Tag Archives: Ancient Greek

The Atlantic: Diagnosing Mental Illness in Ancient Greece and Rome

The Atlantic has posted an interview with historian William V. Harris, of Columbia University, on mental illness in the Ancient world. Harris is also the author of the edited volume, Mental Disorders in the Classical WorldIn the Atlantic interview Harris – a specialist on the Ancient Greek and Roman worlds more generally – emphasizes changing conceptions of mental illness over time, as well as early efforts to medicalized mental illness. As he notes,

Many people in antiquity thought that mental disorders came from the gods. The Greek gods are a touchy lot, quick to take offense. For instance, they took a hard line with Orestes after his matricide. [Ed. Note: After killing his mother, Orestes was tormented by the Furies.] And in a world where many important phenomena such as mental illness were not readily explicable, the whims of the gods were the fallback explanation.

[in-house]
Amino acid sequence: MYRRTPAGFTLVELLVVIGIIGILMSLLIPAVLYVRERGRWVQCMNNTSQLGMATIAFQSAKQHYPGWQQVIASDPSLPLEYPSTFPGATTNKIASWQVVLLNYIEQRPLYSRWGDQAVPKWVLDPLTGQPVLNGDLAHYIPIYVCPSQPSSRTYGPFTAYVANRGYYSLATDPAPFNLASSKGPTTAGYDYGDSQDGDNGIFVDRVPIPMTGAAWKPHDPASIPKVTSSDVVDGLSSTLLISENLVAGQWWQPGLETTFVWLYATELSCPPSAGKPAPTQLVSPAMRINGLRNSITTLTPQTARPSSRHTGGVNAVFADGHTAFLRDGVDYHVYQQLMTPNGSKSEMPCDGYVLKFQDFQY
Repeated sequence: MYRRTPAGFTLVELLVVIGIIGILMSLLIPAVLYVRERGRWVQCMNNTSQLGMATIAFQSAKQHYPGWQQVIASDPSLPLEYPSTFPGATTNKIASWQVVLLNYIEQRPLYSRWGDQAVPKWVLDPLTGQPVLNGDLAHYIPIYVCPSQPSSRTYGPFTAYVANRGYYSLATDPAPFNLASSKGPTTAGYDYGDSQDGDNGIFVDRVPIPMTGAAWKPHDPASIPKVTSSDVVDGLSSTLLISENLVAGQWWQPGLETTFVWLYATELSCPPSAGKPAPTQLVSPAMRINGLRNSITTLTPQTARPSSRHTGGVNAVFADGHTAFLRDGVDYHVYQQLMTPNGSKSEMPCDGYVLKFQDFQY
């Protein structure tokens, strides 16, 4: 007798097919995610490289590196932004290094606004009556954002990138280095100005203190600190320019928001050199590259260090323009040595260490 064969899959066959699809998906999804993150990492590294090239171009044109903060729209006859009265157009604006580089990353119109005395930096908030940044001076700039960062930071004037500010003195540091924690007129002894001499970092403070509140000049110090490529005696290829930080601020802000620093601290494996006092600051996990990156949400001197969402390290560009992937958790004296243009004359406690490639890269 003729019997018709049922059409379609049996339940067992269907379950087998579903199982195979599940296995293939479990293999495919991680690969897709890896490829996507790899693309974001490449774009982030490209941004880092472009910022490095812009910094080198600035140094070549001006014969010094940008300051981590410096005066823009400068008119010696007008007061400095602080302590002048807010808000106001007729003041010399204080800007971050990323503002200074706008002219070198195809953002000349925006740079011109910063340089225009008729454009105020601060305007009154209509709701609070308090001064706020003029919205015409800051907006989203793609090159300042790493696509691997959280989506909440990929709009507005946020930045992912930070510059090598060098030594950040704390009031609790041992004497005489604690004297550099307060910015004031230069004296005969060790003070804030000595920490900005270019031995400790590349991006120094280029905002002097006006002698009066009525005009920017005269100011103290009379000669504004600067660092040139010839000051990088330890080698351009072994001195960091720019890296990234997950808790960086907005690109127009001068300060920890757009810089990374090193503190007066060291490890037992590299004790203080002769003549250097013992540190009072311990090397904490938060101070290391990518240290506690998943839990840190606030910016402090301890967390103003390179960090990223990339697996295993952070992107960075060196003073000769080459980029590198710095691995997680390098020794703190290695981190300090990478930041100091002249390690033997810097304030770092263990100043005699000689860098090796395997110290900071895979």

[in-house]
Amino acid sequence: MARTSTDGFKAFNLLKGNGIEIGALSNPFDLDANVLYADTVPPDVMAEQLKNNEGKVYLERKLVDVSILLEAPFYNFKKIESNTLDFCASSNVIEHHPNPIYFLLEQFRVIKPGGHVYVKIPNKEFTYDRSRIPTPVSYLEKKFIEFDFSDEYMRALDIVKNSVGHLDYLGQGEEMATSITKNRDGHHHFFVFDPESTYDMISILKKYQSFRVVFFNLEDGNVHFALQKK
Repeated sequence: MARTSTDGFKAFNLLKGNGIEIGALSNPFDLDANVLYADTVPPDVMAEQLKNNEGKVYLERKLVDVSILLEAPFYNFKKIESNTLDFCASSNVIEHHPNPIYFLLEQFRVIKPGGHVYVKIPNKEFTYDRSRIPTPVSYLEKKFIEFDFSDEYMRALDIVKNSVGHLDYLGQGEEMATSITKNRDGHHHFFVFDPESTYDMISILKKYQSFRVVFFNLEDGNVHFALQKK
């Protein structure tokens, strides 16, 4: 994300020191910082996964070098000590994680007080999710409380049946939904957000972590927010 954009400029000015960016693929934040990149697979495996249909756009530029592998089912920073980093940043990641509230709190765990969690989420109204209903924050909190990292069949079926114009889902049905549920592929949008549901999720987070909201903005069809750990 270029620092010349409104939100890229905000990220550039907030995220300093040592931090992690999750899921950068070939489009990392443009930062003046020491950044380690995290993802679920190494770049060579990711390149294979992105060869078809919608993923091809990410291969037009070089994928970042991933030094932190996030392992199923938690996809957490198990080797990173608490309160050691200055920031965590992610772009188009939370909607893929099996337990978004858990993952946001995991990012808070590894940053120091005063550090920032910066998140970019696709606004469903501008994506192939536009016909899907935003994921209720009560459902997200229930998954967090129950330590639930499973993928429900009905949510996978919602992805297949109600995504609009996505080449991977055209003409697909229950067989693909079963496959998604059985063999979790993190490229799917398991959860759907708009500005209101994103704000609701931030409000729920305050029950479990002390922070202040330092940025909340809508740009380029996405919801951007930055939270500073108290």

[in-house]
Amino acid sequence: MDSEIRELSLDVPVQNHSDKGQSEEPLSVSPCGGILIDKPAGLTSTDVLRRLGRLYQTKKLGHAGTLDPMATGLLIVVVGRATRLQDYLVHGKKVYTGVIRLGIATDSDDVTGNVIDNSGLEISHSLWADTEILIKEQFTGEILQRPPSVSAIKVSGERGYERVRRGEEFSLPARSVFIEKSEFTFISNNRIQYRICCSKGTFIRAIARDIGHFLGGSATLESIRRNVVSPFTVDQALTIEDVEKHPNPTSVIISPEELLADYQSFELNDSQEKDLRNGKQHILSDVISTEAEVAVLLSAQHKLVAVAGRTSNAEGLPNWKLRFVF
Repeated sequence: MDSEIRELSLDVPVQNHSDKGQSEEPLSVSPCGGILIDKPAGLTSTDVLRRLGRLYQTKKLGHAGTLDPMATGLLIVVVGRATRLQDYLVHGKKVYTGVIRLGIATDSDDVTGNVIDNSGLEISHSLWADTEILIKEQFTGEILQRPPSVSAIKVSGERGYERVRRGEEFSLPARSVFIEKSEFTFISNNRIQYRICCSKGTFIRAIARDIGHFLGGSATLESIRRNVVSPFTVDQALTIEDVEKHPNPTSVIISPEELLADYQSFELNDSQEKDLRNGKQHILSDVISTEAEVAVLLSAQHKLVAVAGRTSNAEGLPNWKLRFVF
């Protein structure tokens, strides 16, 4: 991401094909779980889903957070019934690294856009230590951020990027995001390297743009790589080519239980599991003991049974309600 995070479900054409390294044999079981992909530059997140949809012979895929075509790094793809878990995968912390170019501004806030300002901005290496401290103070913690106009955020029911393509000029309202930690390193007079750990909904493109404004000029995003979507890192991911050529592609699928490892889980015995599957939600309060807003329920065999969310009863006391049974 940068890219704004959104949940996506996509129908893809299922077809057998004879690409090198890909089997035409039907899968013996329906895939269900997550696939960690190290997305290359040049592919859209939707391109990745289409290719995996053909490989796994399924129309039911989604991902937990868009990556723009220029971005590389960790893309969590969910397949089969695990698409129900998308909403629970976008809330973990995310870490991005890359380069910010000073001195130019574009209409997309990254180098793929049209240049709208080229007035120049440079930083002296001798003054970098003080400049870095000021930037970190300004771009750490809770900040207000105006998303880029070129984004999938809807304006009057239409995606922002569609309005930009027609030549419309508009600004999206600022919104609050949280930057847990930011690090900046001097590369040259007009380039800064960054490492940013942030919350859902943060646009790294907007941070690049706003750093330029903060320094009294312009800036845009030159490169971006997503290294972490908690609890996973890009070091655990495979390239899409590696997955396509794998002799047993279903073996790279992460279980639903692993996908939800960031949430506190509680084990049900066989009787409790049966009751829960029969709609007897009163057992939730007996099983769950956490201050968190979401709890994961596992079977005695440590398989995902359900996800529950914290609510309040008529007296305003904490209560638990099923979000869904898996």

Physicians and others fought against this idea from an early date (the 5th century B.C.), giving physiological explanations instead. Many people sought magical/religious remedies—such as going to spend the night in a temple of the healing god Asclepius, in the hope that he would work a cure or tell you how to get cured—[while physicians sought] mainly medical ones. No one thought that it was the duty of the state to care for the insane. Either their families looked after them, or they ended up on the street—a nightmare situation.

The full interview can be read online here.

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